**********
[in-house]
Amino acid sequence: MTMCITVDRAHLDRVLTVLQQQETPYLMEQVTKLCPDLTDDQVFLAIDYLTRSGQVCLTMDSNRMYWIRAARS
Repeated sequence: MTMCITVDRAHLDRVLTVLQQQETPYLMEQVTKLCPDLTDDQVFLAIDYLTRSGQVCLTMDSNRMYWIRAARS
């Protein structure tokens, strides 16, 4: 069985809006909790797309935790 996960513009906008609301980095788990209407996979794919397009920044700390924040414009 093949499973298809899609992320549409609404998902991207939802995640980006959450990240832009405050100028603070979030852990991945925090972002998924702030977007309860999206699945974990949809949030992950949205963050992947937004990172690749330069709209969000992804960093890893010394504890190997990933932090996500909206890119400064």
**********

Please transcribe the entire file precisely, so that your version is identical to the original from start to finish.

[in-house]
Amino acid sequence: MTMCITVDRAHLDRVLTVLQQQETPYLMEQVTKLCPDLTDDQVFLAIDYLTRSGQVCLTMDSNRMYWIRAARS
Repeated sequence: MTMCITVDRAHLDRVLTVLQQQETPYLMEQVTKLCPDLTDDQVFLAIDYLTRSGQVCLTMDSNRMYWIRAARS
């Protein structure tokens, strides 16, 4: 069985809006909790797309935790 996960513009906008609301980095788990209407996979794919397009920044700390924040414009 093949499973298809899609992320549409609404998902991207939802995640980006959450990240832009405050100028603070979030852990991945925090972002998924702030977007309860999206699945974990949809949030992950949205963050992947937004990172690749330069709209969000992804960093890893010394504890190997990933932090996500909206890119400064």